(define (sexpr->symbol r) (sym (string (list (quote Q) r)))) (define (qlist? r) (and (list? r) (not (empty? r)) (= (first r) (quote Q)))) (define (symbol->sexpr r) (let((codewalker (lambda(r) (cond ((symbol? r) r) ((qlist? r) (sym (string r))) ((not (qlist? r)) (map codewalker r)))))) (codewalker (last (read-expr (string r)))))) -------- > (setq s (sexpr->symbol (quote (a b)))) (Q (a b)) > (symbol? s) true > (setq q0 (sexpr->symbol (quote b))) (Q b) > (setq s (sexpr->symbol (list (quote a) q0))) (Q (a (Q b))) > (symbol? s) true > (setq s0 (symbol->sexpr s)) (a (Q b)) > (symbol? s0) nil > (symbol? (last s0)) true
Behaviour of Q strongly reminds on QUOTE.
More Sophisticated Encoding of S-exprs into SymbolsEncoding of S-expressions into symbols is frequent topic of discussion in this blog. It is motivated by the idea that names should be equally flexible as S-expressions. (Actually, it might be the best if not only every symbol is S-expression, but also every S-expression is the symbol. OK, it is almost mystical statement.)
Trivial encoding was demonstrated in last post: S-expression is encoded in symbol which has exactly same characters as printed representation of S-expression. For instance, S-expression (+ a b) is encoded into symbol (+ a b). This trivial encoding has some limitations. For instance, if we look at symbol
((+ a b) c)
and try to decode it, we'll find that it cannot be determined whether (+ a b) is S-expression, or it is symbol. In some Lisp dialects (Common Lisp, Picolisp, ISLisp) there is no such problem. Symbol (+ a b) is written as |(+ a b)| so difference between S-expression and symbol is obvious. However, in these dialects, repeated encoding results in the symbols that grow exponentially.
In this post more sophisticated encoding, without that problem, is presented. Let us define encoding k, such that for every S-expression e, k(e) is defined as follows.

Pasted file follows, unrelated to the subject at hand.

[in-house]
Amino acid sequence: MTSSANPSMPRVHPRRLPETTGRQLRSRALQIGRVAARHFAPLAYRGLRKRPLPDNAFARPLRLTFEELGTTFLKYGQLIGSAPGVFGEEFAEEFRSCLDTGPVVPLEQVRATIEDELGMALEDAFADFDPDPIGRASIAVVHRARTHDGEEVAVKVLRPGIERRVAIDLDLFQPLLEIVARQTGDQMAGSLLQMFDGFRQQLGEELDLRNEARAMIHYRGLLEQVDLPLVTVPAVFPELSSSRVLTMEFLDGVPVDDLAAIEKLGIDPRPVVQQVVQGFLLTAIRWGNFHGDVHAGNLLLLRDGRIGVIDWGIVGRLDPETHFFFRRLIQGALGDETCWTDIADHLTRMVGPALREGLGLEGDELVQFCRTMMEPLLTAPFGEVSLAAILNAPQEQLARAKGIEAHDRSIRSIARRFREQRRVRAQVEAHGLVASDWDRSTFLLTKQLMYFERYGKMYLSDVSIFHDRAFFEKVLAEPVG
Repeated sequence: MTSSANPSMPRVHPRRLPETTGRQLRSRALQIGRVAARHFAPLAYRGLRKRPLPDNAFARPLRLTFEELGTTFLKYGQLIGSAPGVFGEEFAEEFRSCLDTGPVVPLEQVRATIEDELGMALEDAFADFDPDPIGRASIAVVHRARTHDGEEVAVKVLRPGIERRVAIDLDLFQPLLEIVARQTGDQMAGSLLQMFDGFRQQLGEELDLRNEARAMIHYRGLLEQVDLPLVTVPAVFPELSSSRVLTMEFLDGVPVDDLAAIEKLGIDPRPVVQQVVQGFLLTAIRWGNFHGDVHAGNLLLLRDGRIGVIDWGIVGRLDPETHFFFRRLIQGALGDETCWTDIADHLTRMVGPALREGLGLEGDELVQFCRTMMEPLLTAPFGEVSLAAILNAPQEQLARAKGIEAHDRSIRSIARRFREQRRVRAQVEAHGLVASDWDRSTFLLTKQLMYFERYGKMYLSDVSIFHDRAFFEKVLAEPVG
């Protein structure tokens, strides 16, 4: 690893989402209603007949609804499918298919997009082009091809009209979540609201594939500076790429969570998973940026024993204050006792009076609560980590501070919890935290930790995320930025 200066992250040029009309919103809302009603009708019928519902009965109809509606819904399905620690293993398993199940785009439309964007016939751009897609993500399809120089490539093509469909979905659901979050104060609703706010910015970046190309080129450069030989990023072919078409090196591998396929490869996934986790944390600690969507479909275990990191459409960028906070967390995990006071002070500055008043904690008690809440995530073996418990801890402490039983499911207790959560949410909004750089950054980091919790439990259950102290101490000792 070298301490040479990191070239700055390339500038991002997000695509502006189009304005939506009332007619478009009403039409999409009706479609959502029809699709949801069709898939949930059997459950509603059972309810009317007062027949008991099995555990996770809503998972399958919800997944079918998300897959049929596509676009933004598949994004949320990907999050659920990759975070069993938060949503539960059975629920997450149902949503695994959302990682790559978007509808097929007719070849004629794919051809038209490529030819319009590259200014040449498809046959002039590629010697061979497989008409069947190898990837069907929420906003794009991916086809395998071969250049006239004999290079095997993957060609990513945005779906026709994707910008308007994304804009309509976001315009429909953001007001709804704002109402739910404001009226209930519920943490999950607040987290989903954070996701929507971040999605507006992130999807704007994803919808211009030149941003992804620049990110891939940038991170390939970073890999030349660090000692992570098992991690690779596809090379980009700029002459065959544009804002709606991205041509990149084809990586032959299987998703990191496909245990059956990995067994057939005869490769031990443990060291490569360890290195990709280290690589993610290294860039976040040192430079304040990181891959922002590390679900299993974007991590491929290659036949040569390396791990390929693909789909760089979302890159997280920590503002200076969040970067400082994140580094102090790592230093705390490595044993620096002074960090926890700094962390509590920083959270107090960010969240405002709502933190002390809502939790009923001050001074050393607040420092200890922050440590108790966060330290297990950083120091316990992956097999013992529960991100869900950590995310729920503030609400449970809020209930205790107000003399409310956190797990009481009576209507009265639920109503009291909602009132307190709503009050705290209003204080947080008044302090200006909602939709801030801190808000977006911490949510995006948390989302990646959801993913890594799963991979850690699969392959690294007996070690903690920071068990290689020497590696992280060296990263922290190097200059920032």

k(a) = a;
k((a b)) = [k(a) k(b)]; = [a;b;];
If only codes of the S-expressions contain characters [, ] and ;, then encoding k is injection, i.e. for two S-expressions e and f,
k( e ) = k( f ) => e = f.
Furthermore, there is no exponential explosion in case of multiple encoding. For instance,
k((a b)) = [a;b;];
k(k((a b))) = [a;b;];;
k(k(k((a b)))) = [a;b];;;
Here is implementation of encoding and decoding in R5RS Scheme.
(define (sexpr->string L) (string-append (if (symbol? L) (symbol->string L) (string-append "[" (apply string-append (map sexpr->string L)) "]")) ";")) (define (sexpr->symbol L) (string->symbol (sexpr->string L))) (define (string->sexpr S) (let((S1 (substring S 0 (- (string-length S) 1)))) (if (equal? (string-ref S1 (- (string-length S1) 1)) #\]) (let((substring-begin 1) (level 0) (result (list))) (do ((i 1 (+ i 1))) ((= i (string-length S1)) result) (if (and (= level 0) (equal? (string-ref S1 i) #\;) (not (equal? (string-ref S1 (+ i 1)) #\;))) (begin (set! result (append result (list (string->sexpr (substring S1 substring-begin (+ i 1)))))) (set! substring-begin (+ i 1)))) (cond ((equal? (string-ref S1 i) #\[) (set! level (+ level 1))) ((equal? (string-ref S1 i) #\]) (set! level (- level 1)))))) (string->symbol (substring S 0 (- (string-length S) 1)))))) (define (symbol->sexpr s) (string->sexpr (symbol->string s))) ------------------------- > (sexpr->symbol (quote (a b))) |[a;b;];| > (define s2 (sexpr->symbol (quote (|[a;b;];| c)))) > s2 |[[a;b;];;c;];| > (symbol->sexpr s2) (|[a;b;];| c)